According to GlobalData, Dubai’s construction sector is showing early signs of a long-awaited recovery in 2021. Government-controlled real estate developers are planning new projects in response to rising property prices buoyed by the emirate’s recovery from the economic impact of the COVID-19 pandemic.
Colin Foreman, Deputy Editor at GlobalData’s MEED says, “Companies such as Nakheel, Emaar and Meydan are in the early stages of planning new projects. These schemes include villa communities and waterfront apartments, two property classes that continue to perform well with strong demand. Villas are performing well, in particular.”
The clearest sign yet of the resurgent market came on 20 May when Nakheel announced its first new project launch for years. It plans to build a community of 418 villas known as Murooj al-Furjan next to the existing Al-Furjan community in the Jebel Ali area. On 23 May, the developer reported sales of AED800m ($218m) and sold out the 217 villas of the first phase in four hours.
Foreman continues, “While opportunistic or tactical projects in established locations with proven demand will be the first to be launched, plans are also being considered for strategic projects in newer areas of the emirate: areas such as the Dubai Waterfront and Palm Jebel Ali area on the coast close to the Abu Dhabi border. Although work has begun in these areas before, few established communities exist. As Dubai’s centre of gravity continues to move south – as a result of Al-Maktoum airport, the Expo 2020 site and the Dubai South development – the area could now be ready for development work again.”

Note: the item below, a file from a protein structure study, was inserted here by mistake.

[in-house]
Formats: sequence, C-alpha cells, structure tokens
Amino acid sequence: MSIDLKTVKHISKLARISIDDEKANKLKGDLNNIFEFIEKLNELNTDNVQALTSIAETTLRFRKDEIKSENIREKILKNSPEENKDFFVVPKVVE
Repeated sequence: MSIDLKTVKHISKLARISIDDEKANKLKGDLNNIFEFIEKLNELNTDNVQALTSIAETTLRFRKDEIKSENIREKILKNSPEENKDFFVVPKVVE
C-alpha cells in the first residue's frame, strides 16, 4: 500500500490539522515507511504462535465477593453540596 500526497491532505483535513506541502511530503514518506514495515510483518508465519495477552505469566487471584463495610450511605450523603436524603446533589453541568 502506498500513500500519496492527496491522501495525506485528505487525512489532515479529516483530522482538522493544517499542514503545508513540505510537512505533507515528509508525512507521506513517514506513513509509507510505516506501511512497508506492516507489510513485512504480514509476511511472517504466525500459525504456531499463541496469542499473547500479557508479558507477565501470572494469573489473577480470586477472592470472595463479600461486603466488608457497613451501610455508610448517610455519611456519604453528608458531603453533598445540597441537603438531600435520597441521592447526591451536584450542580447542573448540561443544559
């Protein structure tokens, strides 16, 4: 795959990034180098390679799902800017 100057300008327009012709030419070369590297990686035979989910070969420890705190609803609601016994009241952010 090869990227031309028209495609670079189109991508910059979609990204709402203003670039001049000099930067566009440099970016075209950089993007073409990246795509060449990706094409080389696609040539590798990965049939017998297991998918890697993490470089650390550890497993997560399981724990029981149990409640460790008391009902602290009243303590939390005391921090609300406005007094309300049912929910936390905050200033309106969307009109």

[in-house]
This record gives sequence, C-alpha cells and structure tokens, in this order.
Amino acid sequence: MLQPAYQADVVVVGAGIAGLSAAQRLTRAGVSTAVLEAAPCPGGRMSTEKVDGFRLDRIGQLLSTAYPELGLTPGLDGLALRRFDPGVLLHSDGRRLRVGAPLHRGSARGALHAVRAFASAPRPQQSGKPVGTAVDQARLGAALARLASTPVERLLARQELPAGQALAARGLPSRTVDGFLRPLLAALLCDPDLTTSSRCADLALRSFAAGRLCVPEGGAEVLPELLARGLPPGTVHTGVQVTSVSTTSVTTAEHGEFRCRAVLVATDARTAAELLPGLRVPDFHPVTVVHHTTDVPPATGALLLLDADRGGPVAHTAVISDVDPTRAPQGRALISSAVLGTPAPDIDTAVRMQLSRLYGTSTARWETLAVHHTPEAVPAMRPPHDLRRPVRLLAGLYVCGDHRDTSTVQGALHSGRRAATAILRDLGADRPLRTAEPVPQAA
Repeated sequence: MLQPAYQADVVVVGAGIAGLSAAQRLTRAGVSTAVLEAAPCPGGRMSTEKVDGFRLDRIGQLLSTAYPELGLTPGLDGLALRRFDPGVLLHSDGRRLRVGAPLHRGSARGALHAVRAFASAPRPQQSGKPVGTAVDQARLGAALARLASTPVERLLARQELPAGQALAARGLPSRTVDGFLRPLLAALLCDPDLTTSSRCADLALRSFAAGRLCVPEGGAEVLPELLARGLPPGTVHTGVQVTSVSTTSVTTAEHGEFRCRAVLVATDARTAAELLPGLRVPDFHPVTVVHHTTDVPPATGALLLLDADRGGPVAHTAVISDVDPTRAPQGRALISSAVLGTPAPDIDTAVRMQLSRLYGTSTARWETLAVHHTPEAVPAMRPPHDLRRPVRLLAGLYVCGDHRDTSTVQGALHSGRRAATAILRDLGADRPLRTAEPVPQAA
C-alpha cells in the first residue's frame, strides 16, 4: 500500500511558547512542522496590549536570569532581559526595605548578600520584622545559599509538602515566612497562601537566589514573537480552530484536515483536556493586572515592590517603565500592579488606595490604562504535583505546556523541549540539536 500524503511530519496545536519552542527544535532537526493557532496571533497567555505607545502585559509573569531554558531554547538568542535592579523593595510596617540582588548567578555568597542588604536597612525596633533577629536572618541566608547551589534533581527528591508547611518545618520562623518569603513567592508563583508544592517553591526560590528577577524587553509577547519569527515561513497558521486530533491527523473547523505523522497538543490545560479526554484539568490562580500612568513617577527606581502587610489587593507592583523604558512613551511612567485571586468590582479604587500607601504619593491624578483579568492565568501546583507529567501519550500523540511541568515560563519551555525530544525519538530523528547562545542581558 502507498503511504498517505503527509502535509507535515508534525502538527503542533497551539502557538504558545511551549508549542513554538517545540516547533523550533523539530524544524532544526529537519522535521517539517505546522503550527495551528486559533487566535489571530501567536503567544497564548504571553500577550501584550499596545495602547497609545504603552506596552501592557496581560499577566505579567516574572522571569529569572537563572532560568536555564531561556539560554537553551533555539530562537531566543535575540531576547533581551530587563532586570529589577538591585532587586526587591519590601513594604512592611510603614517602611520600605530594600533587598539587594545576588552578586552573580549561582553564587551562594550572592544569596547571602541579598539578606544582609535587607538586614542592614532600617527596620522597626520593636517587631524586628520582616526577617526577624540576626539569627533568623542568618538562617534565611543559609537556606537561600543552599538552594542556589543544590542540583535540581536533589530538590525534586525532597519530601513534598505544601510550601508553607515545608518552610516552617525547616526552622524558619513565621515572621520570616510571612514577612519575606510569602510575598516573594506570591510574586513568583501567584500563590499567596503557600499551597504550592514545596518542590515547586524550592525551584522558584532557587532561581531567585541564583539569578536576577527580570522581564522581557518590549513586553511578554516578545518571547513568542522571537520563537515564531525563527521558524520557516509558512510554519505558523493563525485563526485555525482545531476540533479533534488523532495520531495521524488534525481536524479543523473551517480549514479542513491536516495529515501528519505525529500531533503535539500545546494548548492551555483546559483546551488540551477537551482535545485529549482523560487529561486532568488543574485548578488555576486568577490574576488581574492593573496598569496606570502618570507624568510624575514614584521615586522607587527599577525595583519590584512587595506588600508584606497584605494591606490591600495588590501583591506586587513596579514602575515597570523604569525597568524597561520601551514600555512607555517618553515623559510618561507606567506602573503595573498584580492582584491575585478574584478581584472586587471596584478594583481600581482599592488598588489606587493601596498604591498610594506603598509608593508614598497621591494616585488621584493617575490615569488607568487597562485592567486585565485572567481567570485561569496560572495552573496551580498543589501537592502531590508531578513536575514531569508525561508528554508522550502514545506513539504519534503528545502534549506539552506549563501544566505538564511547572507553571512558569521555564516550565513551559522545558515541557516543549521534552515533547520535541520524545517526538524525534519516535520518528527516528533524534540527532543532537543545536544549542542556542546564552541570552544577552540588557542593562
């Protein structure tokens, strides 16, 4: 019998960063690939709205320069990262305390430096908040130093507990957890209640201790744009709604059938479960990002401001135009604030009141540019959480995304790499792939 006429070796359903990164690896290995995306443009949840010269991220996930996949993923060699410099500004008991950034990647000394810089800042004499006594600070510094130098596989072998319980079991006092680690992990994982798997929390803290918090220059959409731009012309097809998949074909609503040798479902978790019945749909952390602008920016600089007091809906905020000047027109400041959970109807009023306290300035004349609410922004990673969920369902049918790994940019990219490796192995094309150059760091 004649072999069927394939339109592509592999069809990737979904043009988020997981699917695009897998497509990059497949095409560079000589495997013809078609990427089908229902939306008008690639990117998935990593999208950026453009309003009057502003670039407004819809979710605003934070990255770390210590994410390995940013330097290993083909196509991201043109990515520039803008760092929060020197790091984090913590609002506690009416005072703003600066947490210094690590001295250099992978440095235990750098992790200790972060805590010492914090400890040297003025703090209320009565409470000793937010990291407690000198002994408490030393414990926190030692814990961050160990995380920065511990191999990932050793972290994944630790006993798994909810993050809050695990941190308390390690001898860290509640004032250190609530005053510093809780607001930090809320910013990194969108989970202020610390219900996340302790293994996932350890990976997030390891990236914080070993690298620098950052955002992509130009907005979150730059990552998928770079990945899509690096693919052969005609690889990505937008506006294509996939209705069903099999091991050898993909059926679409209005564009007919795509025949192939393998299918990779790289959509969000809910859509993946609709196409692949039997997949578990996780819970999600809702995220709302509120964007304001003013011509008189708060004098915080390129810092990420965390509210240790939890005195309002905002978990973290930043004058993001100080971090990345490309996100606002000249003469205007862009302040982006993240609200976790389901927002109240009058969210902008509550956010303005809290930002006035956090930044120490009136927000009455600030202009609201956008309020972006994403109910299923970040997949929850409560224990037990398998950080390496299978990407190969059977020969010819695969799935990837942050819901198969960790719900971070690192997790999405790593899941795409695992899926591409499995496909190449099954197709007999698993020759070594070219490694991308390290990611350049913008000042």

With the property market showing signs of recovery, there is an expectation that major infrastructure schemes requiring the involvement of international contractors may also move forward.
Foreman added, “Before the pandemic disrupted Dubai’s economy last year, MEED reported in February 2020 that Dubai Municipality was preparing to issue tender documents for construction work for the planned deep tunnel sewer network serving the old areas of Deira and Bur Dubai. It is expected to be tendered as a public-private partnership (PPP) scheme using a similar business model to the Thames Tideway scheme in the UK.
“Another major infrastructure scheme that has been considered as a PPP before includes the Green Line extension for Dubai Metro. While Dubai’s track record for delivering infrastructure projects as PPPs has yet to be fully established, its ability to sell and deliver ambitious real estate schemes has been tried and tested over the past two decades.
“With government budgets still under pressure from the COVID-19 pandemic, it will be crucial for Dubai to develop alternative ways of delivering infrastructure if any recovery for the construction sector is to move beyond a boom in villa building.”